The new bone ingrowth ranged from 1.19 to 1.69 mm at 2 weeks and from 2.41 to 3.62 mm at 12 weeks, and did not differ significantly between the groups at the same healing period; there was also no significant intergroup difference in the new bone area. These results indicate that the healing capacity from the defect margin is constant at the same healing period regardless of the defect size. If the defect is smaller than the new bone ingrowth at a certain time of healing, the defect will be covered and filled with the new bone, and bone union will be accomplished spontaneously. Thus, innate wound-healing potential could be one of the important factors determining the appropriate sizes of experimental defects and the healing period.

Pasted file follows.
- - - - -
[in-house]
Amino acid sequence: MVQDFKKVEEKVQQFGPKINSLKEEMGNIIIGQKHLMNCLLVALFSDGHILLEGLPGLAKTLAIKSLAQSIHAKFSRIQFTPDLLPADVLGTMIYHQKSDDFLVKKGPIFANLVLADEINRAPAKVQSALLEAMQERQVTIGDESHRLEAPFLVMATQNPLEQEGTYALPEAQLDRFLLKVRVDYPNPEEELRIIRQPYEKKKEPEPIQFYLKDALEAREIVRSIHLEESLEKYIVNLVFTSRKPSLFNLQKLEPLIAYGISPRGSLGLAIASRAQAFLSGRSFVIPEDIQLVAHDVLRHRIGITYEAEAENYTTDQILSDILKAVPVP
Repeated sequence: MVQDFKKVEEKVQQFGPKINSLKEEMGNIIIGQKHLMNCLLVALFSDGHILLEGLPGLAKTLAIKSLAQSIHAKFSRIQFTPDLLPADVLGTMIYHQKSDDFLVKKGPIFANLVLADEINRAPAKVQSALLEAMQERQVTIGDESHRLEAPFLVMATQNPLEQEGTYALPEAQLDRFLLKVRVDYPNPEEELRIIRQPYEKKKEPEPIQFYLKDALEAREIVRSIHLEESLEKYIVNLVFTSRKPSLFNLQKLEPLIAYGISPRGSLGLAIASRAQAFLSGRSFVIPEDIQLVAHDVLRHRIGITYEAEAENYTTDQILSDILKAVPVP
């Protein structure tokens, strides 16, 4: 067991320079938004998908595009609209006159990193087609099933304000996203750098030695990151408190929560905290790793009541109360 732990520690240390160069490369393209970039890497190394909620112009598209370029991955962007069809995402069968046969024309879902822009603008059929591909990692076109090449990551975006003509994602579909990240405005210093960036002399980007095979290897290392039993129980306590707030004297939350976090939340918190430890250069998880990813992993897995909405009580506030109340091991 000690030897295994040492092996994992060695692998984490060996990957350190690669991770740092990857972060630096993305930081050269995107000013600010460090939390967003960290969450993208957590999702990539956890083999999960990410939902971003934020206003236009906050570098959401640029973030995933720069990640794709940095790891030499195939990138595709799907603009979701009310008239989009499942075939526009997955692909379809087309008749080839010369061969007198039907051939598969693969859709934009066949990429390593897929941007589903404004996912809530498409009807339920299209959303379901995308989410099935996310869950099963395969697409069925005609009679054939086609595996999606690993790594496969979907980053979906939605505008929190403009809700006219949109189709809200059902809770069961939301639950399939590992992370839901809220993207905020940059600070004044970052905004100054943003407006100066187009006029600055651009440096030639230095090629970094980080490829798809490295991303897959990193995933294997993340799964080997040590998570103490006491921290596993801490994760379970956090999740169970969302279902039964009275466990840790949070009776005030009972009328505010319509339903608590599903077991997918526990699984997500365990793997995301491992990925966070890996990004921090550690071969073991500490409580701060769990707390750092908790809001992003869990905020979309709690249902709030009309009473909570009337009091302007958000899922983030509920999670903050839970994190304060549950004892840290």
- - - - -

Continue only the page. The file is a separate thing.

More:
Some radiographs obtained in the present study showed bony islets in the central area of defects that were away from the defect edge. Vogeler et al. [26] reported differences in osteogenesis between central and peripheral new bone within cranial defects, and found that regeneration in cranial defects occurred both from the cut edges of the bone and from islands of bone within the dura mater and periosteum. The periosteum provides cortical bone with a blood supply [1,2], and the dura mater has been demonstrated to contribute to the reossification of cranial defects due to its osteogenic potential [27]. However, the dura mater can be easily damaged when creating defects, and hence the healing of cranial defects is usually accomplished from the defect edge and periosteum.